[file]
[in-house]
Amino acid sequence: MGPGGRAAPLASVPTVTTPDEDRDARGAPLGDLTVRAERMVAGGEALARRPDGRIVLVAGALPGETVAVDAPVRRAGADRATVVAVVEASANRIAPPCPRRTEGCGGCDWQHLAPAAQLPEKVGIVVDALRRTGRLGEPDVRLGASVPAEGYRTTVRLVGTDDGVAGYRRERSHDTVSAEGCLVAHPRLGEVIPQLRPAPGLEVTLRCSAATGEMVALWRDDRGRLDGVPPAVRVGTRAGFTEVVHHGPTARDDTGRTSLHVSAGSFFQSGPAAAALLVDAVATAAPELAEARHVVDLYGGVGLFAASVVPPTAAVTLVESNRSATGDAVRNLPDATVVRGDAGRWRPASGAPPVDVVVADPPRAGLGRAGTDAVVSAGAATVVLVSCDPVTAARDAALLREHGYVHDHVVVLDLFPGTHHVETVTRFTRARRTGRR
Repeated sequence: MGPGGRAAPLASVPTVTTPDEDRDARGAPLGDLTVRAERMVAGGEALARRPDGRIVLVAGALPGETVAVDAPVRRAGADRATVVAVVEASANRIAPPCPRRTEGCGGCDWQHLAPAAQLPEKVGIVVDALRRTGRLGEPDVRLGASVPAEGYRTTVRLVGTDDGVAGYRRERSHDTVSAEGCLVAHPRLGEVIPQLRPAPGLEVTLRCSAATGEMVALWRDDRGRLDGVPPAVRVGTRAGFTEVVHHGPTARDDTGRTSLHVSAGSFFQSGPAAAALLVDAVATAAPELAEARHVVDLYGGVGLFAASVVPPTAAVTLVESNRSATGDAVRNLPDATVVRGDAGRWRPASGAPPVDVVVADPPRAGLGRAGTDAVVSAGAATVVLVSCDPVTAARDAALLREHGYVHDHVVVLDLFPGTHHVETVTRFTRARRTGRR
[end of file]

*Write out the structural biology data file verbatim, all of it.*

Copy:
[in-house]
Amino acid sequence: MGPGGRAAPLASVPTVTTPDEDRDARGAPLGDLTVRAERMVAGGEALARRPDGRIVLVAGALPGETVAVDAPVRRAGADRATVVAVVEASANRIAPPCPRRTEGCGGCDWQHLAPAAQLPEKVGIVVDALRRTGRLGEPDVRLGASVPAEGYRTTVRLVGTDDGVAGYRRERSHDTVSAEGCLVAHPRLGEVIPQLRPAPGLEVTLRCSAATGEMVALWRDDRGRLDGVPPAVRVGTRAGFTEVVHHGPTARDDTGRTSLHVSAGSFFQSGPAAAALLVDAVATAAPELAEARHVVDLYGGVGLFAASVVPPTAAVTLVESNRSATGDAVRNLPDATVVRGDAGRWRPASGAPPVDVVVADPPRAGLGRAGTDAVVSAGAATVVLVSCDPVTAARDAALLREHGYVHDHVVVLDLFPGTHHVETVTRFTRARRTGRR
Repeated sequence: MGPGGRAAPLASVPTVTTPDEDRDARGAPLGDLTVRAERMVAGGEALARRPDGRIVLVAGALPGETVAVDAPVRRAGADRATVVAVVEASANRIAPPCPRRTEGCGGCDWQHLAPAAQLPEKVGIVVDALRRTGRLGEPDVRLGASVPAEGYRTTVRLVGTDDGVAGYRRERSHDTVSAEGCLVAHPRLGEVIPQLRPAPGLEVTLRCSAATGEMVALWRDDRGRLDGVPPAVRVGTRAGFTEVVHHGPTARDDTGRTSLHVSAGSFFQSGPAAAALLVDAVATAAPELAEARHVVDLYGGVGLFAASVVPPTAAVTLVESNRSATGDAVRNLPDATVVRGDAGRWRPASGAPPVDVVVADPPRAGLGRAGTDAVVSAGAATVVLVSCDPVTAARDAALLREHGYVHDHVVVLDLFPGTHHVETVTRFTRARRTGRR